After observing my daughter over the past three years of her short life, I have concluded that she is definitely not a push-over. She is strong-willed, determined, and stands up for herself.
My parents tell me I was like that until age five when I entered kindergarten. They said they were worried I would never have friends because I was constantly bossy. But once I started school, they said I did a 180. I immediately took on roles like teacher's pet and the goody-two-shoes. I always let other kids boss me around and was the kind and quite one.
I look at my daughter and wonder, will she turn out like me? Will she remain strong-willed and feisty? I want her to be whoever Father has created her to be. I don't want to mold her into an image I have created myself for her.
She makes friends instantly whenever we walk into a room. She runs around playing endlessly for hours without even a glance back in my direction. She is confident.
Today I was her teacher for the Sunday service nursery. I watched her.
She is a leader.
There was a little boy in the class who is under foster care. My junior high and high school years were spent helping my parents raise our foster kids who lived with us, so I knew what to expect with this sweet boy. You never know what kind of dysfunctional or abusive home these kids have come from. He obviously had some behavioral problems but we just had to deal with it the best we could.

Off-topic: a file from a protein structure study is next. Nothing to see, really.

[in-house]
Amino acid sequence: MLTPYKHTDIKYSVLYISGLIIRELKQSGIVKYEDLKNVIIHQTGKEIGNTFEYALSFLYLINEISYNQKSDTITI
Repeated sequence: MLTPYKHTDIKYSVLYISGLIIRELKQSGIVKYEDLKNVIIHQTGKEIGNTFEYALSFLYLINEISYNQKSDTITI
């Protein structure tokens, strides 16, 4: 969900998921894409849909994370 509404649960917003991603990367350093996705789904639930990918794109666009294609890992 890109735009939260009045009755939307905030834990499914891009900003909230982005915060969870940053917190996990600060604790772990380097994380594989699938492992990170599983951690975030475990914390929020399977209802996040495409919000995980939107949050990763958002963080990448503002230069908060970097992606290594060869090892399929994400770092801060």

He would often take toys from other children and push them away from items they were sitting on. All the children let him boss them around.
Yep, you guessed it.
Good thing I was the teacher :) Every time he would take a toy from her, she would cry out for justice and scold him. She refused to be bullied. I pulled her aside and had a conversation with her I've never had to before. I explained that this little boy probably came from a home where his mommy or daddy were not nice people, and he has most likely had a very hard life. I told her that we need to have grace on him and forgive him when he takes our toys. We tried our best to coax him to obey, but it usually didn't work. I told her that yes, it wasn't right that he was doing that, but I needed her to be a big girl and forgive him every time even if it was difficult. She sniffed, stopped crying, said "Okay", then went on playing. I was proud of her. Very proud.
We took her to the Mall of America last week and let her play in Lego Land. She was building with her legos, then turned around to look at something for a moment. In that instant a boy about the age of 9 or 10 came over and took over her spot. He started playing with the tower she had created. The minute she realized what had happened, she walked over to him and with all the confidence in the world she patted his arm and replied, "Sorry, sorry. I was playing here. You have to move." She pushed him aside and he quietly complied. I'm glad she doesn't let people push her around. It makes me chuckle when I see her stand up to bigger kids. I just have to make sure she learns to be respectful and considerate in these kinds of situations :)
I've spent the majority of my life learning to be free of people-pleasing. I hope that throughout her life we can help her learn the importance of loving others yet standing up for yourself when needed.
She's strong and she's determined.
She's my girl :)